Plopping down onto the the cushions, Lilith grumbles when she sees the soft white puff of air from her mouth. Every night the air seems to get colder and colder, and yet during the day, the sun shines brighter and hotter than ever before. Pulling her knit cap from her bag she pulls it over her head, tucking her dark curls in. She settles down into her makeshift bed, her knife in hand under her pillow. She hates to sleep, fears that’s when they’ll get her, the moment she turns her back and closes her eyes. At least with a partner they could take turns. She shakes her, pushing the thought aside. Precisely the reason she didn’t want a partner. She didn’t want to depend on anyone else.
She wakes up alive and unscathed, except for the sand fleas who seem to have taken a liken to her ankles. Pulling off her sock she examines the tiny red dots that pepper her ankles and feet. They’ll itch later. Just one more thing to make her a little more crazy. She eats the last can of mandarin oranges for breakfast before she starts gettign ready to head into the city. She cleans her guns, taking each peice apart, the chamber, the receiver, the barrel. Cleaning is the only form of procrastination she allows herself.
By the time she’s done cleaning all her weapons, the ones she’s accumulated over the past year or so, its almost sunrise. Lilith pulls on her jeans, well worn but not a rip in them. She opts of a couple layers of shirts, pulling on her leather jacket over the homemade shoulder holster.
Indianapolis is like most cities she’s been through in the last year, deserted and destroyed. Grass burnt and fried from the heat, houses half standing, the rest either destroyed in battle or eaten by termites afterwards. Its eerily quiet, and not one demon has showed itself in the last hour she’s been wandering through what was once the downtown core of the thrid largest city in the Midwest.
Instinctively Lilith checks her EMF reader – homemade out of an old walkman and some batteries, but it detects electromagnetic forces and that’s all she needs. If there is one thing about demons, its that they radiate EMF almost as much as the sun does ultraviolet rays. “Come on you sons of bitches,” she whispers, stepping through the broken glass door of what used to be the Riverview Shopping Center. “Come out, come out where ever you are.”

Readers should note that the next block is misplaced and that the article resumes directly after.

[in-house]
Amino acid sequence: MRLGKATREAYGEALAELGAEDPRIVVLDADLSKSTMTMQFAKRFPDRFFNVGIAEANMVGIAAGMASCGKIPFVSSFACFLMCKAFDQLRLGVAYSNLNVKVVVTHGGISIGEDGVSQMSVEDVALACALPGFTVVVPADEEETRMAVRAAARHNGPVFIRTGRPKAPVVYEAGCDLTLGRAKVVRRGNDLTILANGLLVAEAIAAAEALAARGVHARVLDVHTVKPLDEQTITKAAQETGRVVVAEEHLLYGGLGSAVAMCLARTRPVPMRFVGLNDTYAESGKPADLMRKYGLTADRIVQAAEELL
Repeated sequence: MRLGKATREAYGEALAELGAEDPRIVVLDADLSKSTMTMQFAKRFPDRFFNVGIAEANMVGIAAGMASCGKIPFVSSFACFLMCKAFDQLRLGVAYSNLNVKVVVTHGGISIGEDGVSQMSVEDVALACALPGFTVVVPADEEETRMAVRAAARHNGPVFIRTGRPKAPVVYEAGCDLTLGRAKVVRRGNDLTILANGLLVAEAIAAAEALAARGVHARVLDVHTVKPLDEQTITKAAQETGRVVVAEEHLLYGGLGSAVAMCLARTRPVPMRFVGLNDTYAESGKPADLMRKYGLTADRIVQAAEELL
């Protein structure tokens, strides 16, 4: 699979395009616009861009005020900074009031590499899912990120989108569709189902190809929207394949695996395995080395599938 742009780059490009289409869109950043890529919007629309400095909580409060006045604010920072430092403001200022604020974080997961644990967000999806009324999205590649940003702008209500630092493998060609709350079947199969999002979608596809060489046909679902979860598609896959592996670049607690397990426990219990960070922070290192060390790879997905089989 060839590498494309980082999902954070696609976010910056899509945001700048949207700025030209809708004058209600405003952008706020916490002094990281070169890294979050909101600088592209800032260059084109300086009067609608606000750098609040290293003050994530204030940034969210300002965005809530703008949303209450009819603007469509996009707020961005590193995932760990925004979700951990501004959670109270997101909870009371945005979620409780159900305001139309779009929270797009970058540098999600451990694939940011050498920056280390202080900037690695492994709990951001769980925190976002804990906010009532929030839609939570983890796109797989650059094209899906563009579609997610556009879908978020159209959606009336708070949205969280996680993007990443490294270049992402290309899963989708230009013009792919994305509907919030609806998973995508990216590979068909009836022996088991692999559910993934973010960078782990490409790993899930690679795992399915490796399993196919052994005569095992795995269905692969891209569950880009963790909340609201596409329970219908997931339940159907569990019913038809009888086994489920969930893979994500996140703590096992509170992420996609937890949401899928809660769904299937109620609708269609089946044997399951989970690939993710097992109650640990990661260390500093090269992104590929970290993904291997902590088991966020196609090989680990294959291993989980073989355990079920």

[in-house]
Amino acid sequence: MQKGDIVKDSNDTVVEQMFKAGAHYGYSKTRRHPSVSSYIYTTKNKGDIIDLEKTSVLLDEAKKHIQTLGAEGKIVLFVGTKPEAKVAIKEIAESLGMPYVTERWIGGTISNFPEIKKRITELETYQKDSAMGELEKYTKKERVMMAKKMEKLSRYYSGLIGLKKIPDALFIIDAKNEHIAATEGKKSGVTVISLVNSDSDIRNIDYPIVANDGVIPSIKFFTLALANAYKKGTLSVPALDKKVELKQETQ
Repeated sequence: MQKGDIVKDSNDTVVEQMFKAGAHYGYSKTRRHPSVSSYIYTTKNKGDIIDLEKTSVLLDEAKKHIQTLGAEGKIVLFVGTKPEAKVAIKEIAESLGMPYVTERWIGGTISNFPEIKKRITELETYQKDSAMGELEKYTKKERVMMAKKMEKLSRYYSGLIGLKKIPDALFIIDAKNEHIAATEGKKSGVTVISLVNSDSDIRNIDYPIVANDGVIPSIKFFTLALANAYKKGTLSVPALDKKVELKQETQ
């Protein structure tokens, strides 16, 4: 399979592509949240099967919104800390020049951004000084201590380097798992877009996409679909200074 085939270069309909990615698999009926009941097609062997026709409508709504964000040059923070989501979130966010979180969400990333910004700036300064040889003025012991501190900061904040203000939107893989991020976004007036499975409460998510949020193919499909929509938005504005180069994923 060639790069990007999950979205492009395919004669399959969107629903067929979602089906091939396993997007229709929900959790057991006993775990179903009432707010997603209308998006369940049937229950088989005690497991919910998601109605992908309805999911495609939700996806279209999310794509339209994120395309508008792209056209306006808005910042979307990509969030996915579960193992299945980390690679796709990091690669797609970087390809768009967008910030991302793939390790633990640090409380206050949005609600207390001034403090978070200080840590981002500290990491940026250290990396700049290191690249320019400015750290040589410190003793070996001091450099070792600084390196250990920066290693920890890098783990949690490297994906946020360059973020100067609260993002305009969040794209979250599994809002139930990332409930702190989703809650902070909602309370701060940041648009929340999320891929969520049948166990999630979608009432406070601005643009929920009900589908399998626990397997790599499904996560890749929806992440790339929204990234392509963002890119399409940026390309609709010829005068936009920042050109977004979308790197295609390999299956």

“Well, if it isn’t the little pain in my ass.” She doesn’t have to check the EMF reader to know its flying off the meter. She can smell the distinct scent of sulfur as she turns around, facing the creature behind her. He’s hideous, thick pale skin stretched over bulging muscles and distended limbs – she can see the dry, crusted blood beneath his long fingernails.
“Skulking around as usual.” Lilith taunts, as they circle each other. “Pouting because daddy wouldn’t let you back downstairs.” He snarls and she knows he’s walking into her trap. “Pathetic.” He lunges and just as she shoves the dagger into his throat she hears the gunshot – the demon disintegrating into a puff of ash above her and in the distance she sees a familar lanky form.
“You’ve been following me.” Lilith states, as they collect supplies from the empty stores in the shopping center. “Is that supposed to impress me? I hate to break your bubble Sam, but I grew out of the handsome prince theory a long time ago.” She stops short when Sam steps in front of her.
“I think we should work together.”
“Work together? Work on what? I’m just trying to survive!” Lilith pushes past him, but Sam’s hand closes around her wrist, pulling her back.
“Do you want to wander around forever, Lilith? In case you haven’t noticed we have survived, now we need to start rebuilding.” Lilith ignores him, walking away and deeper into the shopping center. She doesn’t want to start rebuilding, she doesn’t want to stop moving, she doesn’t want to stop fighting.
“Then you go rebuild it, Sam. You go save the world.”
“Lilith,” Sam’s voice is softer now.
“I’m not helping you.” She refuses to turn around.
“I found some survivors.”